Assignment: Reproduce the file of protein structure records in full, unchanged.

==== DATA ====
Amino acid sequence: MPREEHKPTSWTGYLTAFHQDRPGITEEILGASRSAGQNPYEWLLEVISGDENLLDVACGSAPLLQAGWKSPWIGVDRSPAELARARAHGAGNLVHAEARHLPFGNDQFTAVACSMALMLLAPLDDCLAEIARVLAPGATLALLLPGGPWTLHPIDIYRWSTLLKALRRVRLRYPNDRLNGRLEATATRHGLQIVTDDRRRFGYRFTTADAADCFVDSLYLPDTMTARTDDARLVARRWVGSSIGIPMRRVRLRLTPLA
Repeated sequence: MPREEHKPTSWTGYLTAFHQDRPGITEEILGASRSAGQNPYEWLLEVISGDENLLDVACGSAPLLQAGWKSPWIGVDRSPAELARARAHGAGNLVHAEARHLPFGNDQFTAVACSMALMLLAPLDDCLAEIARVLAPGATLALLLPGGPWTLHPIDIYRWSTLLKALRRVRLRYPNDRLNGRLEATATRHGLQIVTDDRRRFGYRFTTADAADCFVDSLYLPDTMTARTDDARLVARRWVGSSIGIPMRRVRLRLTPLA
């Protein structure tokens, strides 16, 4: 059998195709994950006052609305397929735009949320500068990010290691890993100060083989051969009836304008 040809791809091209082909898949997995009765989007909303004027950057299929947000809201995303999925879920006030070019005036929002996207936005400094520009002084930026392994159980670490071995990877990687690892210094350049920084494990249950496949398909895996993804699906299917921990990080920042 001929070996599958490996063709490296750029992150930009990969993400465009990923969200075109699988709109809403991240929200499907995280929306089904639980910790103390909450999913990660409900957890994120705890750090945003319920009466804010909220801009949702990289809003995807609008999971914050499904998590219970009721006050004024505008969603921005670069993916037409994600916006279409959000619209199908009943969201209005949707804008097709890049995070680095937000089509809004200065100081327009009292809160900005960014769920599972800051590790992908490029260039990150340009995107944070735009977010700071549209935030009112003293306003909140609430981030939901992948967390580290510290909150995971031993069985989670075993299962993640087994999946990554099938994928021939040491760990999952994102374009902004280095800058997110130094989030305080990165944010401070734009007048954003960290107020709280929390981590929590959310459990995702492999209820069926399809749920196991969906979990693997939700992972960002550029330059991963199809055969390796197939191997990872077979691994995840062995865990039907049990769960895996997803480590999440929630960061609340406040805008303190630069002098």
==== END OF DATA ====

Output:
Amino acid sequence: MPREEHKPTSWTGYLTAFHQDRPGITEEILGASRSAGQNPYEWLLEVISGDENLLDVACGSAPLLQAGWKSPWIGVDRSPAELARARAHGAGNLVHAEARHLPFGNDQFTAVACSMALMLLAPLDDCLAEIARVLAPGATLALLLPGGPWTLHPIDIYRWSTLLKALRRVRLRYPNDRLNGRLEATATRHGLQIVTDDRRRFGYRFTTADAADCFVDSLYLPDTMTARTDDARLVARRWVGSSIGIPMRRVRLRLTPLA
Repeated sequence: MPREEHKPTSWTGYLTAFHQDRPGITEEILGASRSAGQNPYEWLLEVISGDENLLDVACGSAPLLQAGWKSPWIGVDRSPAELARARAHGAGNLVHAEARHLPFGNDQFTAVACSMALMLLAPLDDCLAEIARVLAPGATLALLLPGGPWTLHPIDIYRWSTLLKALRRVRLRYPNDRLNGRLEATATRHGLQIVTDDRRRFGYRFTTADAADCFVDSLYLPDTMTARTDDARLVARRWVGSSIGIPMRRVRLRLTPLA
């Protein structure tokens, strides 16, 4: 059998195709994950006052609305397929735009949320500068990010290691890993100060083989051969009836304008 040809791809091209082909898949997995009765989007909303004027950057299929947000809201995303999925879920006030070019005036929002996207936005400094520009002084930026392994159980670490071995990877990687690892210094350049920084494990249950496949398909895996993804699906299917921990990080920042 001929070996599958490996063709490296750029992150930009990969993400465009990923969200075109699988709109809403991240929200499907995280929306089904639980910790103390909450999913990660409900957890994120705890750090945003319920009466804010909220801009949702990289809003995807609008999971914050499904998590219970009721006050004024505008969603921005670069993916037409994600916006279409959000619209199908009943969201209005949707804008097709890049995070680095937000089509809004200065100081327009009292809160900005960014769920599972800051590790992908490029260039990150340009995107944070735009977010700071549209935030009112003293306003909140609430981030939901992948967390580290510290909150995971031993069985989670075993299962993640087994999946990554099938994928021939040491760990999952994102374009902004280095800058997110130094989030305080990165944010401070734009007048954003960290107020709280929390981590929590959310459990995702492999209820069926399809749920196991969906979990693997939700992972960002550029330059991963199809055969390796197939191997990872077979691994995840062995865990039907049990769960895996997803480590999440929630960061609340406040805008303190630069002098």